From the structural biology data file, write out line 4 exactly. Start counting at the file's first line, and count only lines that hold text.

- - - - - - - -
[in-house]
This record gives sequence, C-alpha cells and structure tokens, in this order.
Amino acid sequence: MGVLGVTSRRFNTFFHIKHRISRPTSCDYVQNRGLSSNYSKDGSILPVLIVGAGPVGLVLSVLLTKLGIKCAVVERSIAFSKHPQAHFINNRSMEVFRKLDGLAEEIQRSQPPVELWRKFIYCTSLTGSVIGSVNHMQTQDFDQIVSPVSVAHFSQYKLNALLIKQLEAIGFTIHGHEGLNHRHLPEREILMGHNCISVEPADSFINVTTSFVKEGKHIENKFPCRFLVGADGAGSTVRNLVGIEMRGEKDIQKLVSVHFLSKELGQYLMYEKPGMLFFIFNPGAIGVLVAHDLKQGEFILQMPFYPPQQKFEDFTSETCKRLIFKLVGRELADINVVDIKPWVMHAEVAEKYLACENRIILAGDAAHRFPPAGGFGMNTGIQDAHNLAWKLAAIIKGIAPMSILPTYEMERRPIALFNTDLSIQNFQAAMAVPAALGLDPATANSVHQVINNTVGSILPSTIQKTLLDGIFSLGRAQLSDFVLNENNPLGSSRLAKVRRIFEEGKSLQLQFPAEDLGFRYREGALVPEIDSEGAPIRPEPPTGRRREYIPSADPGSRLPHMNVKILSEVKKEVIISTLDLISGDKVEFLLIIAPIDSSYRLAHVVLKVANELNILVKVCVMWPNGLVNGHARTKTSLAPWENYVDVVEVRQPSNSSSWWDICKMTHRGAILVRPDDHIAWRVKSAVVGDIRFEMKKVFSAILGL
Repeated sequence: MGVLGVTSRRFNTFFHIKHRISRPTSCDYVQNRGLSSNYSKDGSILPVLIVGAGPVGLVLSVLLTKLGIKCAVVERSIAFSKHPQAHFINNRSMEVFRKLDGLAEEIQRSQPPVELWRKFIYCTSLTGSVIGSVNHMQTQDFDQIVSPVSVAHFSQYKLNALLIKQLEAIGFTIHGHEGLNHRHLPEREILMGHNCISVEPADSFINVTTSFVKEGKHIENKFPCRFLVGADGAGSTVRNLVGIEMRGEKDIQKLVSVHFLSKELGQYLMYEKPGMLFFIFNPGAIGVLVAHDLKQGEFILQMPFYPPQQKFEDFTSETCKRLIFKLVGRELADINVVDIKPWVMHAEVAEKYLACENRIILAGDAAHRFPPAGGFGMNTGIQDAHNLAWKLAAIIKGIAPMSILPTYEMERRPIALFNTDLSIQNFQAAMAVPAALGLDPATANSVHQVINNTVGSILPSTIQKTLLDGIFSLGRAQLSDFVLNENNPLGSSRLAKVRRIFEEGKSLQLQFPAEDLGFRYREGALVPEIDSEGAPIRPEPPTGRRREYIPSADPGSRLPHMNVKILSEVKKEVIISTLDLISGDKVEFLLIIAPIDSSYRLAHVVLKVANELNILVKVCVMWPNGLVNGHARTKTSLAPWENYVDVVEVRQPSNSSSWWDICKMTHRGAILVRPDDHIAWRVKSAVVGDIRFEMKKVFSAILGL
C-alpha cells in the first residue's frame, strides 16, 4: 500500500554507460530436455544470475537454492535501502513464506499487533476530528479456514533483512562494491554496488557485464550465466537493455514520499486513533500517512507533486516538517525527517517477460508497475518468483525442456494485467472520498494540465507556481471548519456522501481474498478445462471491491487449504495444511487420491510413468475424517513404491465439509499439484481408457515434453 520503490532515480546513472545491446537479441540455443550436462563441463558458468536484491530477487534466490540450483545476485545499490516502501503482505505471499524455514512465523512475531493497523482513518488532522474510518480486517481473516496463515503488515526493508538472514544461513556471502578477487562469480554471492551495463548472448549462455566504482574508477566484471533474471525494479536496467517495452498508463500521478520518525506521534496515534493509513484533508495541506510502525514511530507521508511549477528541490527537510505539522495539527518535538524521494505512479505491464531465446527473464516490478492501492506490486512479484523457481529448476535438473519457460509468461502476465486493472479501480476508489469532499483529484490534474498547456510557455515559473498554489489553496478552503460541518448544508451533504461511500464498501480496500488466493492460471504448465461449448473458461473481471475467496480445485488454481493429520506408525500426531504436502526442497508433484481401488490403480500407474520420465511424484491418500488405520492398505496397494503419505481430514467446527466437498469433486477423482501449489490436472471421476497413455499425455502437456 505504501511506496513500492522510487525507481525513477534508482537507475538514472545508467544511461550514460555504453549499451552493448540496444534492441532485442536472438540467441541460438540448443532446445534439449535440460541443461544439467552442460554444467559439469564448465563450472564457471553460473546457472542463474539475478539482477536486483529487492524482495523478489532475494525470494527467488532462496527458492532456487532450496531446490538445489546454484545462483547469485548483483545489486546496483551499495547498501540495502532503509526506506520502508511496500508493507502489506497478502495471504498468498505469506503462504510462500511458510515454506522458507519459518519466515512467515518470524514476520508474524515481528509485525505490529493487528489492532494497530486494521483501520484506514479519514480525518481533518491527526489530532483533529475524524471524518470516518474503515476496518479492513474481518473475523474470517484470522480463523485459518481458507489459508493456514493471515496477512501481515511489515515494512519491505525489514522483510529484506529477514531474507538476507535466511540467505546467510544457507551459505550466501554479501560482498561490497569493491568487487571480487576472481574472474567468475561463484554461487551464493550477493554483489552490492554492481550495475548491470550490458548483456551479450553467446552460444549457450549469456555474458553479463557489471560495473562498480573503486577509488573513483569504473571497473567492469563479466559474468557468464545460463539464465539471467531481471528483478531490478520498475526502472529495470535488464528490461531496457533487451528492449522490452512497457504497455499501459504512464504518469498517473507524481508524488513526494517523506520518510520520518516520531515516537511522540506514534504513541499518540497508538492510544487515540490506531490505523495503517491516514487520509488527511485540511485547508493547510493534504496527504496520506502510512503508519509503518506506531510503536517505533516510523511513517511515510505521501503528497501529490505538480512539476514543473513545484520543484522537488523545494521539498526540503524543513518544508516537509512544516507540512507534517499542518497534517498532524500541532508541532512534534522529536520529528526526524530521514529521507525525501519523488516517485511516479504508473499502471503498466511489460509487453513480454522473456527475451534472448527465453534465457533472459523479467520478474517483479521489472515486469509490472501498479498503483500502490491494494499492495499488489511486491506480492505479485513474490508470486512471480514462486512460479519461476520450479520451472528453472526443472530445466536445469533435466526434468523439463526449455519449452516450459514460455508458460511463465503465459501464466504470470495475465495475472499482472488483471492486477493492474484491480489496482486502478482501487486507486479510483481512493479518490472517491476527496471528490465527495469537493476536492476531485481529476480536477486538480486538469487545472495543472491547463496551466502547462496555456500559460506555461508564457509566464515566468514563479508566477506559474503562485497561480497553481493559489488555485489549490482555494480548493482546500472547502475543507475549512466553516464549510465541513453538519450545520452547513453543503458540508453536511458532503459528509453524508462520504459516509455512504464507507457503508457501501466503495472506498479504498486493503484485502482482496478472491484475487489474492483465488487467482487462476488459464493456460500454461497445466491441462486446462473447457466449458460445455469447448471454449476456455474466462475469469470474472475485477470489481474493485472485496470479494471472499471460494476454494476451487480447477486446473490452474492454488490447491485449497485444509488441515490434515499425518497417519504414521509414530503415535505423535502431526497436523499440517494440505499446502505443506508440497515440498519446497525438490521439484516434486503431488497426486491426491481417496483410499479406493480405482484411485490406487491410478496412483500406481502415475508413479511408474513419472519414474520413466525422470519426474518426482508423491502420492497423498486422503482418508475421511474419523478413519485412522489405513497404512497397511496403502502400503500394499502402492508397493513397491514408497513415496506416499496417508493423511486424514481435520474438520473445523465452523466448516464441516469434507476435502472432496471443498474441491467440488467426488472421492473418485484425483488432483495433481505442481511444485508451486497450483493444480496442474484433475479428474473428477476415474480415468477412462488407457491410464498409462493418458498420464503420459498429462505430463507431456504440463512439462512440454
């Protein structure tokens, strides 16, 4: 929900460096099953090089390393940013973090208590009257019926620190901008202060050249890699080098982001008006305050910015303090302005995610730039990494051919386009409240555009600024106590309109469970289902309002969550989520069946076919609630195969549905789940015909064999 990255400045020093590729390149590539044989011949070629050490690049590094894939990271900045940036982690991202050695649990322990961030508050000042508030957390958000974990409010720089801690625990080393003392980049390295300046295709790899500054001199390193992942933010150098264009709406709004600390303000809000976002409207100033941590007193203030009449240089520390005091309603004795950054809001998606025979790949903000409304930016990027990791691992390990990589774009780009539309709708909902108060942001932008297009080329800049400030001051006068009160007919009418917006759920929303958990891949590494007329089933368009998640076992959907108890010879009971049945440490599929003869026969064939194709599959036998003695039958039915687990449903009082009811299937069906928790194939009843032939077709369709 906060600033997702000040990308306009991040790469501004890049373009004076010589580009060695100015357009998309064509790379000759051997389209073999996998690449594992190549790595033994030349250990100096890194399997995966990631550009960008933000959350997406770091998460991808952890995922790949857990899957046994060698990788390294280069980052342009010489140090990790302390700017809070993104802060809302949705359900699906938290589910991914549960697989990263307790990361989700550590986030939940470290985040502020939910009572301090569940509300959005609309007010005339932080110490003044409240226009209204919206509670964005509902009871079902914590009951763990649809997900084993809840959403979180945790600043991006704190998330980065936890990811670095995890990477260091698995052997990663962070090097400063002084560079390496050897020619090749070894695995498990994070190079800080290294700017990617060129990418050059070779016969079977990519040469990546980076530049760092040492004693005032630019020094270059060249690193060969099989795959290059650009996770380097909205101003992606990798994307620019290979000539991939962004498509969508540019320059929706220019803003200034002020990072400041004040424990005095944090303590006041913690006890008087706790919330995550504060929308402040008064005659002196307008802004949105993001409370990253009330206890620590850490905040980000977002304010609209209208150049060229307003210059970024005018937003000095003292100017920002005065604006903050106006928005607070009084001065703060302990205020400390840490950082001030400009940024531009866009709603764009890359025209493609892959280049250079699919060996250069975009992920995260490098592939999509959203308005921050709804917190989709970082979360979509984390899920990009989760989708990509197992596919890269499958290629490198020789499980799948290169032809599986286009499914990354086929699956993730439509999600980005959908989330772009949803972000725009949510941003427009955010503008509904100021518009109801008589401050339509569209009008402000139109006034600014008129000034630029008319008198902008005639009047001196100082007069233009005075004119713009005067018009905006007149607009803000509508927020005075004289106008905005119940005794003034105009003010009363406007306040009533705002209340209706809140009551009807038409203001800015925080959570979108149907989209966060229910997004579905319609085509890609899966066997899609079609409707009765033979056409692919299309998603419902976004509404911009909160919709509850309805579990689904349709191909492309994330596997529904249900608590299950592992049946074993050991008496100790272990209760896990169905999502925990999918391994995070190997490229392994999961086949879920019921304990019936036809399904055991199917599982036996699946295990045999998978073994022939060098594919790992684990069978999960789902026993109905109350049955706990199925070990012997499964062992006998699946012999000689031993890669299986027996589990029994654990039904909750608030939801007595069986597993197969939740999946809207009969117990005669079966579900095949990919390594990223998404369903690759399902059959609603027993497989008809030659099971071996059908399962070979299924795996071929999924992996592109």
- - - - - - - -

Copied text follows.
Repeated sequence: MGVLGVTSRRFNTFFHIKHRISRPTSCDYVQNRGLSSNYSKDGSILPVLIVGAGPVGLVLSVLLTKLGIKCAVVERSIAFSKHPQAHFINNRSMEVFRKLDGLAEEIQRSQPPVELWRKFIYCTSLTGSVIGSVNHMQTQDFDQIVSPVSVAHFSQYKLNALLIKQLEAIGFTIHGHEGLNHRHLPEREILMGHNCISVEPADSFINVTTSFVKEGKHIENKFPCRFLVGADGAGSTVRNLVGIEMRGEKDIQKLVSVHFLSKELGQYLMYEKPGMLFFIFNPGAIGVLVAHDLKQGEFILQMPFYPPQQKFEDFTSETCKRLIFKLVGRELADINVVDIKPWVMHAEVAEKYLACENRIILAGDAAHRFPPAGGFGMNTGIQDAHNLAWKLAAIIKGIAPMSILPTYEMERRPIALFNTDLSIQNFQAAMAVPAALGLDPATANSVHQVINNTVGSILPSTIQKTLLDGIFSLGRAQLSDFVLNENNPLGSSRLAKVRRIFEEGKSLQLQFPAEDLGFRYREGALVPEIDSEGAPIRPEPPTGRRREYIPSADPGSRLPHMNVKILSEVKKEVIISTLDLISGDKVEFLLIIAPIDSSYRLAHVVLKVANELNILVKVCVMWPNGLVNGHARTKTSLAPWENYVDVVEVRQPSNSSSWWDICKMTHRGAILVRPDDHIAWRVKSAVVGDIRFEMKKVFSAILGL